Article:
Geographic differentiation in the house fly estimated by microsatellite and mitochondrial variation

E. S. Krafsur, M. A. Cummings, M. A. Endsley, J. G. Marquez, J. D. Nason

Research output: Contribution to journalArticlepeer-review


Gene flow over very large geographic scales has been investigated in few species. Examples include Drosophila melanogaster, Drosophila subobscura, Drosophila simulans, and the Mediterranean fruit fly (Ceratitis capitata). The cosmopolitan house fly, a highly vagile, fecund, colonizing species offers an additional exemplar. Genotypes at seven microsatellite loci were scored in 14 widely separated natural house fly populations from the Nearctic, neotropics, Afrotropics, Palearctic, and Asia. Allelic diversities and heterozygosities differed significantly among populations. Averaged over all populations, Weir and Cockerham's θ = 0.13 and RST = 0.20. Pairwise genetic distance measures were uncorrelated with geographic distance. Microsatellite frequencies were compared with mitochondrial data from 13 of the same populations in which θ = 0.35 and Nei's GST = 0.72. Mitochondrial variation indicated up to threefold greater indices of genetic differentiation than the microsatellites. We were unable to draw any biogeographical inferences from these results or from tree or network topologies constructed from the genetic data. It is likely that high microsatellite diversities, mutation rates, and homoplasy greatly compromised their usefulness in estimating gene flow. House fly colonization dynamics include a large number of primary and secondary colonizations coupled with substantial genetic drift, but no detectable bottlenecks.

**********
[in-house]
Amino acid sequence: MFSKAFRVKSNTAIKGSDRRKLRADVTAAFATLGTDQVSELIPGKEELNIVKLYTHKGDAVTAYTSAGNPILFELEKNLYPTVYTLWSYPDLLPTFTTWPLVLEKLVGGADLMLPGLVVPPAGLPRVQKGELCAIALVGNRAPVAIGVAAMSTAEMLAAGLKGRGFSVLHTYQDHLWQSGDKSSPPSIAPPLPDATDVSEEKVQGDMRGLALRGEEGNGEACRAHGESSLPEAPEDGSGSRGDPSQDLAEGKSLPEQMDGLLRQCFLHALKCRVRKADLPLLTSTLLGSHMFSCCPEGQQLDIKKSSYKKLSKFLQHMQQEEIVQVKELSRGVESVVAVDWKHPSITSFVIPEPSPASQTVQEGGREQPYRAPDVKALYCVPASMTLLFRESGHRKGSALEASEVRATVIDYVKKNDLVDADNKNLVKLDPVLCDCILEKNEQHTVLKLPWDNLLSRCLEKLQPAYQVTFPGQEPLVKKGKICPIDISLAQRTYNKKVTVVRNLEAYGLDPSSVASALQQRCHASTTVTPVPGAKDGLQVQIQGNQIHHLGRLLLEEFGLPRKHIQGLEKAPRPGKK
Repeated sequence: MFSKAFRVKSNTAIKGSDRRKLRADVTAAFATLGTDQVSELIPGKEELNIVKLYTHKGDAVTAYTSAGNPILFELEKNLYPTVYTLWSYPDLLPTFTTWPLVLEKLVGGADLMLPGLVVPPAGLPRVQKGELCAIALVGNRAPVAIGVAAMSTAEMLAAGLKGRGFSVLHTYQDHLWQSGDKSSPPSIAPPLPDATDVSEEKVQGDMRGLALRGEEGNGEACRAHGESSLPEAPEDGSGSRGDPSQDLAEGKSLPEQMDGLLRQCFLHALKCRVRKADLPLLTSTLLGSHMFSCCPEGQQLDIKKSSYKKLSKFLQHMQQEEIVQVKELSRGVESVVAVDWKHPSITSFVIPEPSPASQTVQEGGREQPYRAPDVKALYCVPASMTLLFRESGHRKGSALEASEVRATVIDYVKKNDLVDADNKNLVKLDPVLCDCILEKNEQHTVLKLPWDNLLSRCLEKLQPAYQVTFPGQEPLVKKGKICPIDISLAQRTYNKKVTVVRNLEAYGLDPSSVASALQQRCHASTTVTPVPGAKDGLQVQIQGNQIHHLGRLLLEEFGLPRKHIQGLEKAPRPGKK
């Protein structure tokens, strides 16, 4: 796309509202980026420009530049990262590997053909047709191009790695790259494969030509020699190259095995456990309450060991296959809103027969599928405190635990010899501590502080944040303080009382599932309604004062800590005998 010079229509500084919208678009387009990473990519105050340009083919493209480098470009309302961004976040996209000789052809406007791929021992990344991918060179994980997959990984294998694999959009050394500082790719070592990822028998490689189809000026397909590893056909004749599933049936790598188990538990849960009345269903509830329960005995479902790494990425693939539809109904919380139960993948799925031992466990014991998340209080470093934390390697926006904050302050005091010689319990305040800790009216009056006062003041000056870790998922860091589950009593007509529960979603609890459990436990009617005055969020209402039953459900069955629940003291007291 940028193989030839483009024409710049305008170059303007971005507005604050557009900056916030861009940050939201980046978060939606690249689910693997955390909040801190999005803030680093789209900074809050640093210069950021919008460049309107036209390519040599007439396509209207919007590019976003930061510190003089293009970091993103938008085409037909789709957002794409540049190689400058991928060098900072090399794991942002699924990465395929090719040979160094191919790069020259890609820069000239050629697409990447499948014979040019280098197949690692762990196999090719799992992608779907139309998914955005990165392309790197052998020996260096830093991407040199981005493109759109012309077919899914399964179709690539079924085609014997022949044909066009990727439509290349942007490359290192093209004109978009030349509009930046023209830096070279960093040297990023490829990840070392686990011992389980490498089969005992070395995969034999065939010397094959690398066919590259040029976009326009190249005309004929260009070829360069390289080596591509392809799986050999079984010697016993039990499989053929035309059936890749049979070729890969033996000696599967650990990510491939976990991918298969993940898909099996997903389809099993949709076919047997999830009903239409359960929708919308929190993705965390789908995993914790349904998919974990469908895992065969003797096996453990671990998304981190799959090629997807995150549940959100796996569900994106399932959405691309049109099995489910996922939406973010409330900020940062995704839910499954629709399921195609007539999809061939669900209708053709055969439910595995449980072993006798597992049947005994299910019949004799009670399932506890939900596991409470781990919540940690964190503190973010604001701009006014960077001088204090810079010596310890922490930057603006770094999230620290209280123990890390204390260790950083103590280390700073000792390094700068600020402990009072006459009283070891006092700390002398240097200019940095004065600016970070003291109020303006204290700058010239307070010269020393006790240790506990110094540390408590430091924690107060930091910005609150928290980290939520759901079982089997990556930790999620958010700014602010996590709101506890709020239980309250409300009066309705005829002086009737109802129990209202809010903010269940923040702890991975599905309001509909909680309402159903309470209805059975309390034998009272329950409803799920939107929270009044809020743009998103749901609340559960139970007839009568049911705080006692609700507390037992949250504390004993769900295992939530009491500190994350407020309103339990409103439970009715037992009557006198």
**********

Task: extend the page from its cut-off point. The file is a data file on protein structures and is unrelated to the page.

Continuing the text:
Original languageEnglish (US)
Pages (from-to)502-512
Number of pages11
JournalJournal of Heredity
Issue number5
StatePublished - Sep 2005
Externally publishedYes

ASJC Scopus subject areas

  • Biotechnology
  • Molecular Biology
  • Genetics
  • Genetics(clinical)


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